After much anticipation, the Third Circuit heard oral arguments (audio) last Tuesday in the interlocutory appeal in FTC v. Wyndham Worldwide Corp. We have written previously about this case, which likely will be a significant one in the privacy and data-security field. At issue is whether Section 5 of the FTC Act authorizes the FTC to regulate data security at all, as well as what constitutes “unfairness” in the data-security context. The case may have a large impact on future FTC enforcement actions and major implications for class action litigation.
But after all the build up, the panel of the Third Circuit hearing argument might change the script. Questioning by the judges (Thomas Ambro, Jane Roth, and Anthony Scirica) indicated that the panel was seriously considering a ruling that the FTC should have brought any unfairness claim in an FTC administrative action in the first instance (as it did in the LabMD action), not in federal district court. If that happens, we will have to wait even longer to learn whether the federal courts agree with the FTC’s views on the scope and contours of its unfairness authority in the data-security context.
Counsel for the FTC and for Wyndham spent large portions of the oral argument emphasizing the positions they had briefed. Wyndham’s counsel, for example, argued at length that negligence alone cannot satisfy an “unfairness” standard, that businesses had not received adequate notice of what triggers such liability, and that the FTC had not adequately alleged substantial injury. But the panel may not reach those issues. Instead, the court focused on the threshold question of whether the FTC had the authority in the first place to sue in federal court under Section 13(b) of the FTC Act. That section permits “the Commission [to] seek, and after proper proof, the court [to] issue, a permanent injunction,” but limits such relief to “proper cases.”
Is the Wyndham action a “proper case”? According to the FTC—which invoked decisions of the Ninth Circuit and the Seventh Circuit for support—it is “proper” to sue whenever the FTC alleges a violation of a law that the FTC enforces. For its part, Wyndham did not disagree, instead arguing that such a rule would have practical benefits—including that, in its view, the company would get a fairer shake in federal court than in an FTC administrative action. But the Third Circuit panel appeared to be unconvinced on this point, and focused instead on whether a case presenting novel and complex issues should first be brought in an administrative action. In fact, the panel asked the parties to provide supplemental briefing on the point.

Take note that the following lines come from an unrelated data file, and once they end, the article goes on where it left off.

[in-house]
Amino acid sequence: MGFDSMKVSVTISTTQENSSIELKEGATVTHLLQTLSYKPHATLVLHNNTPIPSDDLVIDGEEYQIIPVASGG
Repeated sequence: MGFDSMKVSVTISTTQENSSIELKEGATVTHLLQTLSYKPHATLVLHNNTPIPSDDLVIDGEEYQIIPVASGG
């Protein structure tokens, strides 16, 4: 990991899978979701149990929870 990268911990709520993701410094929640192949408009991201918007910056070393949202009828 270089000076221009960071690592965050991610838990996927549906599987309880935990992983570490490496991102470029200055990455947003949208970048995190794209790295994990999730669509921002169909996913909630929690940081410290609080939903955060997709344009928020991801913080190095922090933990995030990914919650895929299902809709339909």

It is always perilous to read the tea leaves after an oral argument. But it is an understatement to say that the Third Circuit’s panel was dropping some hints, especially by requesting further briefing on whether the FTC action belongs in federal court. There is therefore a substantial possibility that the court will send the action to the FTC for administrative adjudication in the first instance.
That result would serve to underscore a point we have made before—that post hoc litigation is a poor way to impose data-security standards. Litigation moves forward in fits and starts, and by its nature is unlikely to produce clear rules or standards in complex areas like data security. In short, it is an unpredictable and expensive method of forging broadly applicable standards. All stakeholders—both businesses and their consumers and employees—are likely to suffer from a lack of meaningful direction if data-security standards are generated via litigation. With the cyber threat continuing to grow—from garden-variety hackers to sophisticated operations that may be sponsored by foreign governments—consensus-based standard setting is far more likely to provide practical guidance for American businesses that seek to protect private information, intellectual property, and business-critical systems from the continuing cyber onslaught.
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